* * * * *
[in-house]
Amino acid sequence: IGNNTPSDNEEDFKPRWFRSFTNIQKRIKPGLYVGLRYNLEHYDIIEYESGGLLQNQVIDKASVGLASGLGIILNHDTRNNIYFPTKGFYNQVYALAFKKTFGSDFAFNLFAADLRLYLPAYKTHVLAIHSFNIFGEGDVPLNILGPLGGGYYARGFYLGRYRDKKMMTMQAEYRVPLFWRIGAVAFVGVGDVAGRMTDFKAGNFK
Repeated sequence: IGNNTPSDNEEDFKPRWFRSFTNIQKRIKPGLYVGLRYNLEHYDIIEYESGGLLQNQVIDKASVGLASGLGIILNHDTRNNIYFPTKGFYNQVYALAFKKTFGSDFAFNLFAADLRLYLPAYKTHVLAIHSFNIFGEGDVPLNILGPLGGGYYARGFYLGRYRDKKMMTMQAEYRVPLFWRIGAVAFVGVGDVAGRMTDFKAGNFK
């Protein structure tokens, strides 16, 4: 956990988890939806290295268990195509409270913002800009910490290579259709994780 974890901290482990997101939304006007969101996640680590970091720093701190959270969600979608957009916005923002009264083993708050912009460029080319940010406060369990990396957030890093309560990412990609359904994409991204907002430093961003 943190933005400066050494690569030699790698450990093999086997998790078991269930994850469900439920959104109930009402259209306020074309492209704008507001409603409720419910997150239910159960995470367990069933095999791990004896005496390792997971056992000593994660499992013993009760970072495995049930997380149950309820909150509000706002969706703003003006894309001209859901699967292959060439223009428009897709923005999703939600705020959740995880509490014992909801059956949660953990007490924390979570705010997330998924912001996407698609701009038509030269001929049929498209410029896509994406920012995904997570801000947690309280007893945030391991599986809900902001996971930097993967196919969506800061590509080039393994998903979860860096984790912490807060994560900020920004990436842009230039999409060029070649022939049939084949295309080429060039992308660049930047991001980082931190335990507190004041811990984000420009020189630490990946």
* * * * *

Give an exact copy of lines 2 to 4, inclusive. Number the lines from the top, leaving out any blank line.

Amino acid sequence: IGNNTPSDNEEDFKPRWFRSFTNIQKRIKPGLYVGLRYNLEHYDIIEYESGGLLQNQVIDKASVGLASGLGIILNHDTRNNIYFPTKGFYNQVYALAFKKTFGSDFAFNLFAADLRLYLPAYKTHVLAIHSFNIFGEGDVPLNILGPLGGGYYARGFYLGRYRDKKMMTMQAEYRVPLFWRIGAVAFVGVGDVAGRMTDFKAGNFK
Repeated sequence: IGNNTPSDNEEDFKPRWFRSFTNIQKRIKPGLYVGLRYNLEHYDIIEYESGGLLQNQVIDKASVGLASGLGIILNHDTRNNIYFPTKGFYNQVYALAFKKTFGSDFAFNLFAADLRLYLPAYKTHVLAIHSFNIFGEGDVPLNILGPLGGGYYARGFYLGRYRDKKMMTMQAEYRVPLFWRIGAVAFVGVGDVAGRMTDFKAGNFK
């Protein structure tokens, strides 16, 4: 956990988890939806290295268990195509409270913002800009910490290579259709994780 974890901290482990997101939304006007969101996640680590970091720093701190959270969600979608957009916005923002009264083993708050912009460029080319940010406060369990990396957030890093309560990412990609359904994409991204907002430093961003 943190933005400066050494690569030699790698450990093999086997998790078991269930994850469900439920959104109930009402259209306020074309492209704008507001409603409720419910997150239910159960995470367990069933095999791990004896005496390792997971056992000593994660499992013993009760970072495995049930997380149950309820909150509000706002969706703003003006894309001209859901699967292959060439223009428009897709923005999703939600705020959740995880509490014992909801059956949660953990007490924390979570705010997330998924912001996407698609701009038509030269001929049929498209410029896509994406920012995904997570801000947690309280007893945030391991599986809900902001996971930097993967196919969506800061590509080039393994998903979860860096984790912490807060994560900020920004990436842009230039999409060029070649022939049939084949295309080429060039992308660049930047991001980082931190335990507190004041811990984000420009020189630490990946």